The dugout can be an unforgiving terrain, with managers only ever a few bad results away from the chopping block.
This may explain why there are often more than a few elite coaches resting up mid-season while their fellow coaches slog it out on the sidelines.
The 2022/23 season is no exception to that trend. Currently out of work are more than handful of renowned and, in some cases, esteemed managers, waiting in the wings for a chairman’s text.
We’ve ranked said managers (keeping it to those most recently at clubs and not national teams, sorry Joachim Löw) who may yet feature at some point this campaign.
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10. Javi Gracia
The brilliant Spaniard has time and again proven himself capable of building defensively solid sides that can frustrate and occasionally draw blood from those with bigger budgets. In his first job in England he kept Watford in the Premier League and guided them to their first FA Cup final in 35 years. A poor start to the following season saw him sacked, and in 2020/21 he struggled to make Valencia make sense (but who wouldn’t struggle to do that?).
He is currently out of work, waiting for a good opportunity to jump back into management having left Al-Sadd after just 22 games in charge. The former Watford man was brought into replace Barcelona bound Xavi and helped the Qatari side retain their title after a thumping 8-2 win over Al Ahli but then departed soon after.
9. Sean Dyche
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Having twice guided Burnley to promotion and stabilised the Turf Moor club in the Premier League following their second elevation in 2016, Sean Dyche became an integral part of the top-flight furniture, charming fans up and down the land with his gravelly yet insightful pressers, while he made the Clarets a team that everyone hated facing.
Willing to ruffle a few feathers, defend stoutly and grind out results, Burnley were the mid-30s James Milner of the Premier League under Dyche, not glamorous or flashy, but ruthlessly disciplined, effective, hard-nosed and athletic. Unfortunately, last season Burnley finally cracked, and following a string of poor results, Dyche left Turf Moor after a decade in the dugout.
8. Quique Setién
Hailed as a future Barcelona manager during his highly fruitful stint at Real Betis, Quique Setien was seen as a man who upheld the Cruyffist principles that have been firmly entrenched at Camp Nou since the Dutchman gracefully orbited the touchline.
His Betis side played like a mini Barca, so it was no surprise to see him rock up in the Catalan dugout in January 2020 even though it was clear he wasn’t the club’s first choice. Admittedly, he joined at quite a chaotic period for the club, and left that summer having made little in the way of a good impression. Setien’s failure to rouse a ramshackle Barcelona with an unhappy Messi doesn’t mean he couldn’t be a tremendous success elsewhere, albeit people will not be quick to forget the 8-2 thrashing his side endured at the hands of Bayern Munich.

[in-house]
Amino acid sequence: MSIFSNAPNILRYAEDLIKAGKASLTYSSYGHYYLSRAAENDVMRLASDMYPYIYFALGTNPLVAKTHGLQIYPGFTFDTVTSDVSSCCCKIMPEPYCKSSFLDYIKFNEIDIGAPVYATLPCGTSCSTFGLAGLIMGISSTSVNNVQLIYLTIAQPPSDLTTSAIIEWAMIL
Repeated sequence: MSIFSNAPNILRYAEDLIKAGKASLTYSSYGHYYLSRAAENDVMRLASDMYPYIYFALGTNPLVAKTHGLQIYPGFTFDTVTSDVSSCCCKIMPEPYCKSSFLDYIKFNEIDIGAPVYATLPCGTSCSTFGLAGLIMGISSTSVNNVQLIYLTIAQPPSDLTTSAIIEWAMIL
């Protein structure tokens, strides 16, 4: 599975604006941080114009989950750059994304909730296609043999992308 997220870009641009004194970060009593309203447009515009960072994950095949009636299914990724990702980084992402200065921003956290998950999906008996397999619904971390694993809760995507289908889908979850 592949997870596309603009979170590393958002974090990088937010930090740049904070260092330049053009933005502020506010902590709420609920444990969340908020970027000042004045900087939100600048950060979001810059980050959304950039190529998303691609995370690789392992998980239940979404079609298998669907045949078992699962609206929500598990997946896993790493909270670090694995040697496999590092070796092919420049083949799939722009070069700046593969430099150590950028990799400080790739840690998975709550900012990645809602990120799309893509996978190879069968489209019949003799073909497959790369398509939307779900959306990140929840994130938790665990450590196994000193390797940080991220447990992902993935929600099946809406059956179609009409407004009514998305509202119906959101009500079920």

7. Andre Villas-Boas
It can be argued that Andre Villas-Boas is still trying to re-establish his reputation following those two utterly underwhelming stints at Chelsea and Tottenham, having ventured to Russia and China to evade the intense limelight off Europe’s top five leagues, before returning to Marseille in 2019.
His time as OM boss ended acrimoniously due to off-the-field differences but, on the turf, Les Phoceens were ruthlessly well-oiled machine. The polarising Portuguese guided them to the Champions League for the first time in six years and ended the club’s nine-year wait for a Le Classique triumph against rivals PSG. He would eventually be replaced by the man above him on this list, Sampaoli.
6. Rafael Benitez
The Spaniard has one of the more star-studded CVs in the sport, including a spell at Newcastle where, he didn’t necessarily enjoy continental success or lift major silverware, but brought a disillusioned, commodified fanbase together, hoisting the club up from the murk and battling against a self-imploding Tyneside tide. It didn’t work out at Goodison Park for various reasons, and in truth, it never really felt like it would work from the outset, but there can be no question that his phone probably hasn’t stopped ringing since he left the Toffees in January.